This prepared her for the kind of work that she does at the moment, working with women in the rural areas of Zimbabwe under the banner of Chomuzangari Women’s Cooperative, based in Chivi District. This is a charitable incorporated organization registered in the United Kingdom, and established in July 2016.

The story of Chivi is well documented in Zimbabwe as it is “a drought-prone area, north of Mwenezi and west of Masvingo occupied mainly by subsistence farmers”.

“The business depends on donors, we work from one project to another, depending on which donor is interested in what you are doing”, she explains about her charitable work.

However before that, she had faced challenges in the UK of learning the skills of running a charity volunteering for years without getting any money, which she said was “hard”. At the same time it was tough working to sustain her and young children.

After many years of volunteering, and learning, she then managed to go to university, and she now runs the charity registered both in the UK and in Zimbabwe.

Though the Chomuzangari Women’s Cooperative has been successful she advises those who may look up to her thus, “do not give up.” While her secret to success has been “listen to others, and learn to do things the right way,” backed up by the motto “work is pleasure.”

She explains that the co-operative is dedicated to the empowerment of women and young people especially those from the marginalized section of the society towards a decent and fulfilling life.

“The co-operative subscribes to the conceptual framework of sustainable development as espoused by the Economic Commission of Africa in their report on Sustainable Development Goals (SDGs) for the southern African sub-region that is embracing the economic, environmental and social dimensions of welfare which are mutually correlated.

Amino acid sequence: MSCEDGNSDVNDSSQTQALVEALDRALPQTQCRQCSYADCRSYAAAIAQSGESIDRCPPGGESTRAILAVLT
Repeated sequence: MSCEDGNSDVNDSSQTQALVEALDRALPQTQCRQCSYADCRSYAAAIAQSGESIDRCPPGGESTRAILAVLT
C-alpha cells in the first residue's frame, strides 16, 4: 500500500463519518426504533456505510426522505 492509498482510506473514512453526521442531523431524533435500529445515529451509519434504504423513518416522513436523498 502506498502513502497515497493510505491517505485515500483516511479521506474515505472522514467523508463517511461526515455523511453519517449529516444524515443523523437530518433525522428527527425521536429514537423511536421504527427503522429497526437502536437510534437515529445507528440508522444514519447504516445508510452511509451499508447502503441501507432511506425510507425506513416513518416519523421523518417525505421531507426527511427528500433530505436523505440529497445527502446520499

“The outcome document entitled ‘The Future We Want’ produced by the United Nations Conference on Sustainable Development (Rio +20) in June 2012 in Brazil gave meaning to the founding of this organisation. Chomuzangari derived from the perceived inclusiveness of the SDGs as pronounced in the ‘Future We Want’.

“In essence the ‘Future We Want’ can best be described by the very people who are facing the challenges of rural life in Zimbabwe.”

Chomuzangari Women’s Cooperative has a partner in Zimbabwe, Hope Foundation, an organization with a similar focus on several projects including empowering women in rural areas, through food security, education, water and sanitation.

“We could not have done this if we did not get support from our very own Hub Cymru Africa and the Welsh government. Thanks to the staff who work tirelessly to make people’s dreams come true”, she paid tribute.

Reflecting on her early days in Zimbabwe she had this to say: “I do not think it was a sad beginning, I had a very good childhood and going to Chivi as a family made it perfect. We had to adjust, as children we did not take long to get used to the new environment.”

Visit their website www.chomuzangari.org